The NZ E-Discovery Blog  Facilitating proportionate and efficient e-discovery

Facilitating a forensic search

July 26th, 2012

We are all faced with similar issues with electronic data levels increasing at an alarming rate. Not everyone has the option to invest in sophisticated technology or the necessary skills to operate such technology. I am starting to find tools that could be classed as enabling a ‘forensic search’ becoming more popular. By a ‘forensic search’, I refer to tools that are not solely for an in-depth forensic analysis, or exclusively for e-discovery purposes, but are still defensible, easy to use and cost effective.

It is often thought that an in-depth forensic analysis with sophisticated tools is the only way to navigate through large volumes of electronic information. A forensic analysis does have its merits, especially when tackling complex electronic issues, but it does not have to be the only approach.

At the same time ediscovery is not the sole purpose for many when trawling through large data volumes. I primarily work with law firms and corporate organisations, but I am now coming across numerous regulators and auditors that want to quickly and easily look at large volumes of electronic information. For them simplicity is the key, combined with the knowledge that their approach will still be defensible.

Most organisations do not have the expertise or tools to conduct an in-depth forensic analysis, or in fact conduct an ediscovery exercise accurately, efficiently and cost effectively. I will talk in a later post about the importance of employing the right resources if work is going to be conducted in-house.

One of the main problems with some technology is that it is too complicated to use, when people do not have the time to spend hours training with the products. The end result is that firms often endeavour to tackle the issue themselves, without any appropriate software or expertise, which usually ends up being a complete nightmare. This is when an exercise becomes unnecessarily expensive as you have to spend considerable time in sorting the issues caused by this approach.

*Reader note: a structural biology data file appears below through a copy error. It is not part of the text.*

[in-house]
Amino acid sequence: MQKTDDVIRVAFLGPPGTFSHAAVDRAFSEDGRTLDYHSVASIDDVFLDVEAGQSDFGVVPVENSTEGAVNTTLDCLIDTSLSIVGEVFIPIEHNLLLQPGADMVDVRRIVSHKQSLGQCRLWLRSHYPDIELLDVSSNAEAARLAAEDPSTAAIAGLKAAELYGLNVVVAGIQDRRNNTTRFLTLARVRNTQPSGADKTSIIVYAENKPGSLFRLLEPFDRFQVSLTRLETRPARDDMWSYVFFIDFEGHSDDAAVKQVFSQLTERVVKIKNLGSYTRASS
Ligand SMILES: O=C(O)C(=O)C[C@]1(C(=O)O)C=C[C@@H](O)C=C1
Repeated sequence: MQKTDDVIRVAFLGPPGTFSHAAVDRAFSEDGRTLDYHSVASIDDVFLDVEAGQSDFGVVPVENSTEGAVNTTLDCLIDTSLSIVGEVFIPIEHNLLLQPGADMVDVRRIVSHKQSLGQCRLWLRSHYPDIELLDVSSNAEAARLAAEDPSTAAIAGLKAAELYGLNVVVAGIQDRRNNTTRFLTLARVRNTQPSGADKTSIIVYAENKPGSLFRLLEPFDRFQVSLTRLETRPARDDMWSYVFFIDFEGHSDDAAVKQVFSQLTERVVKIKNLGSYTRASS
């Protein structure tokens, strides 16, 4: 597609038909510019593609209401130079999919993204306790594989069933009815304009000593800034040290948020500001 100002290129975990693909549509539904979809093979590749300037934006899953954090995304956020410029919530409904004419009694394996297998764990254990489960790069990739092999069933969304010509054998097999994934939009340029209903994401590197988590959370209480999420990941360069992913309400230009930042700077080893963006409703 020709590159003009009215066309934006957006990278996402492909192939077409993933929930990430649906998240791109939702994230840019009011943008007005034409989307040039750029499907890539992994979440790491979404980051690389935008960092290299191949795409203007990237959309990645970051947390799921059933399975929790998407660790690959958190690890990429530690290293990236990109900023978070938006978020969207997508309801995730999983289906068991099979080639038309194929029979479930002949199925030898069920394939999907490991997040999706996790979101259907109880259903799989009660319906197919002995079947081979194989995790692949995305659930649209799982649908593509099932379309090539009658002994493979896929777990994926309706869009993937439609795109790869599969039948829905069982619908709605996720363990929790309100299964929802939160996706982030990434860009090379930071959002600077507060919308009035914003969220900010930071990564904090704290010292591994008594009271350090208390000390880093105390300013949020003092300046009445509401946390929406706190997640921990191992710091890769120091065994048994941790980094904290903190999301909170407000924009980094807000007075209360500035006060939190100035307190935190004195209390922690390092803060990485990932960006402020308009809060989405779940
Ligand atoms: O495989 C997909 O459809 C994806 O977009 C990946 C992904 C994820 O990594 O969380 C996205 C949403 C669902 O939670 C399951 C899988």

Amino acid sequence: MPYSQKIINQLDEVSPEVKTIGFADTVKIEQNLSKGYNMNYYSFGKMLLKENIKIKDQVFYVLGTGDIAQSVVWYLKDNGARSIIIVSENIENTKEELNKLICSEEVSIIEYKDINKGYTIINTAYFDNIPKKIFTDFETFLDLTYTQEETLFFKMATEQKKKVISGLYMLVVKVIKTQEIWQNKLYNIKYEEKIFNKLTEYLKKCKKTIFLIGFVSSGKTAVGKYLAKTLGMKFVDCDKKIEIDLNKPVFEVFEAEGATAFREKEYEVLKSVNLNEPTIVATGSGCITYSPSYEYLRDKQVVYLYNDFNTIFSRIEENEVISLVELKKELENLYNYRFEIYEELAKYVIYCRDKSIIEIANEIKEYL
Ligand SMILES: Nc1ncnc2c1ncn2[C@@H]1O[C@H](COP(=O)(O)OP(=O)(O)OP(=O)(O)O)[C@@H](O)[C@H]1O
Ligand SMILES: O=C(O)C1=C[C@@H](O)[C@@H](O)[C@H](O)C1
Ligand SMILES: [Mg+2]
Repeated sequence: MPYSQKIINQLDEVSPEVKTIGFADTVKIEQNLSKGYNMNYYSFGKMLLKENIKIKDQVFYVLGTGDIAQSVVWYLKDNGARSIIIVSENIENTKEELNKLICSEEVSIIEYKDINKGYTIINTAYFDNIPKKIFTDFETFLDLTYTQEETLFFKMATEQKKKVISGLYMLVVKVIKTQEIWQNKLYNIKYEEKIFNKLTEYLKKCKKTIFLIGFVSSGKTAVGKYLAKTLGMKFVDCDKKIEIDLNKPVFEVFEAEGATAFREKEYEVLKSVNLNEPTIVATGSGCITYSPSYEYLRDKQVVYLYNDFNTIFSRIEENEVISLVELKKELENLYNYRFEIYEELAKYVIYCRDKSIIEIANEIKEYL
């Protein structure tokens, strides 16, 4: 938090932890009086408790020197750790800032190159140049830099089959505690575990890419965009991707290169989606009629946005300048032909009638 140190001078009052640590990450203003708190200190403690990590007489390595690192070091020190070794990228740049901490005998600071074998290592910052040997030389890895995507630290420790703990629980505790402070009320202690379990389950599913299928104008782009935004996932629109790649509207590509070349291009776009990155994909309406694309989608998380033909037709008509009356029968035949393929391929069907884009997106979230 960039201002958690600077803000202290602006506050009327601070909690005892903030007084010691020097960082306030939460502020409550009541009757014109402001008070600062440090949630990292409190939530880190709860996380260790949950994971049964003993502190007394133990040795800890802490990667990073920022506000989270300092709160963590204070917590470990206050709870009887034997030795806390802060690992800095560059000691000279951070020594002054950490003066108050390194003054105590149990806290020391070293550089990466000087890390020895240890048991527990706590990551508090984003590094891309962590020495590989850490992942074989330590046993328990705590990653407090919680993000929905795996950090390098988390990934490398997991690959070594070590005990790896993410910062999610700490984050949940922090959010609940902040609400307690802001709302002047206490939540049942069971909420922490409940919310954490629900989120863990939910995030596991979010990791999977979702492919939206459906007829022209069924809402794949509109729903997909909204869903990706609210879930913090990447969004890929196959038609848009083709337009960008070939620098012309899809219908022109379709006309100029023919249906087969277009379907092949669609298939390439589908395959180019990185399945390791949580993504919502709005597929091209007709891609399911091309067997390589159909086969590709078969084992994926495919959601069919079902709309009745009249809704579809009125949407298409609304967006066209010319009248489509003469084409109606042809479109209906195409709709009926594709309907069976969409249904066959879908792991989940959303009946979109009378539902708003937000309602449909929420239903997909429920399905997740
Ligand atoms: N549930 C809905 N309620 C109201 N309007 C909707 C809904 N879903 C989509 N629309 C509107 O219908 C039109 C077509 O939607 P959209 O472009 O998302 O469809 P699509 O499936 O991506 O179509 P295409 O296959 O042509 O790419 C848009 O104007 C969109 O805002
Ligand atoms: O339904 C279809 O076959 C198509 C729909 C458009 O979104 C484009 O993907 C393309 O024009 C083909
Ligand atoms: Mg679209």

Removing all the irrelevant information is the main issue when navigating large volumes of electronic information. Tools that allow the ability to ‘slice and dice’ the information, essentially narrowing down to the important information is essential for any legal or regulatory exercise. If required, a specialist document review tool can then be used to review the important information for electronic discovery, or complex investigations.

Like any exercise it is worth putting in enough thought at the outset, to plan the best strategy and the appropriate tools that can assist this process. The time invested at the outset in planning the exercise will be realised in minimising the eventual costs in the long run.

No one right tool !

Like all technology in the ediscovery/forensic world, there is not one tool right for every situation, so it is always essential to get advice on the best technology to meet your requirements.

We are all under pressure to do our jobs quicker, cheaper and more efficiently. To achieve this it is essential to utilise technology and processes that makes the work of those using it more productive and efficient.  The key to all of these tools is simplicity and making their availability more mainstream, instead of only being able to be operated by a select few. Some of these forensic search tools may be able to assist this process.


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